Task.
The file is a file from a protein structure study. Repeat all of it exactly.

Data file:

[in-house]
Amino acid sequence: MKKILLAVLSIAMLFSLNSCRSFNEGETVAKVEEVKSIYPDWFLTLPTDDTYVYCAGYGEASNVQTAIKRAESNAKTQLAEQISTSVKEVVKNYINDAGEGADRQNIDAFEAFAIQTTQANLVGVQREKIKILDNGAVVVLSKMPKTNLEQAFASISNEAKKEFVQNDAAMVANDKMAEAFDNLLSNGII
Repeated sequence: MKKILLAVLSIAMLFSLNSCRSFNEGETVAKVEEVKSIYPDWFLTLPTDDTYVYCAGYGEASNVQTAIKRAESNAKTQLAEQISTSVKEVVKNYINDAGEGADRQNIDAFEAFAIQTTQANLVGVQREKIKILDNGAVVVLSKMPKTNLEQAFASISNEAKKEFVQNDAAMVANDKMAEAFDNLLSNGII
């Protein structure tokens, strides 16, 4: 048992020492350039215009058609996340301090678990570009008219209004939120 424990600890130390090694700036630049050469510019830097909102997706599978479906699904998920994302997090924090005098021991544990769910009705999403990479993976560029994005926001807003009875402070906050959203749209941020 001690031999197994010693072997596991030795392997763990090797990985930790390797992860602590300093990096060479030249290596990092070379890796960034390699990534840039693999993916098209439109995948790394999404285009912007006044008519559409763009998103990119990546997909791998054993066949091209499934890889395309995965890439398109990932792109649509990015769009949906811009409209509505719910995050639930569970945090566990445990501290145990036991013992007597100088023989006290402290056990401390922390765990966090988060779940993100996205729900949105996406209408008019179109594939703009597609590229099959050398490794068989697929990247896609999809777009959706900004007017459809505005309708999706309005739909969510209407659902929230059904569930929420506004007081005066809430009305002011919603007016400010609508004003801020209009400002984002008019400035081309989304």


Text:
[in-house]
Amino acid sequence: MKKILLAVLSIAMLFSLNSCRSFNEGETVAKVEEVKSIYPDWFLTLPTDDTYVYCAGYGEASNVQTAIKRAESNAKTQLAEQISTSVKEVVKNYINDAGEGADRQNIDAFEAFAIQTTQANLVGVQREKIKILDNGAVVVLSKMPKTNLEQAFASISNEAKKEFVQNDAAMVANDKMAEAFDNLLSNGII
Repeated sequence: MKKILLAVLSIAMLFSLNSCRSFNEGETVAKVEEVKSIYPDWFLTLPTDDTYVYCAGYGEASNVQTAIKRAESNAKTQLAEQISTSVKEVVKNYINDAGEGADRQNIDAFEAFAIQTTQANLVGVQREKIKILDNGAVVVLSKMPKTNLEQAFASISNEAKKEFVQNDAAMVANDKMAEAFDNLLSNGII
């Protein structure tokens, strides 16, 4: 048992020492350039215009058609996340301090678990570009008219209004939120 424990600890130390090694700036630049050469510019830097909102997706599978479906699904998920994302997090924090005098021991544990769910009705999403990479993976560029994005926001807003009875402070906050959203749209941020 001690031999197994010693072997596991030795392997763990090797990985930790390797992860602590300093990096060479030249290596990092070379890796960034390699990534840039693999993916098209439109995948790394999404285009912007006044008519559409763009998103990119990546997909791998054993066949091209499934890889395309995965890439398109990932792109649509990015769009949906811009409209509505719910995050639930569970945090566990445990501290145990036991013992007597100088023989006290402290056990401390922390765990966090988060779940993100996205729900949105996406209408008019179109594939703009597609590229099959050398490794068989697929990247896609999809777009959706900004007017459809505005309708999706309005739909969510209407659902929230059904569930929420506004007081005066809430009305002011919603007016400010609508004003801020209009400002984002008019400035081309989304």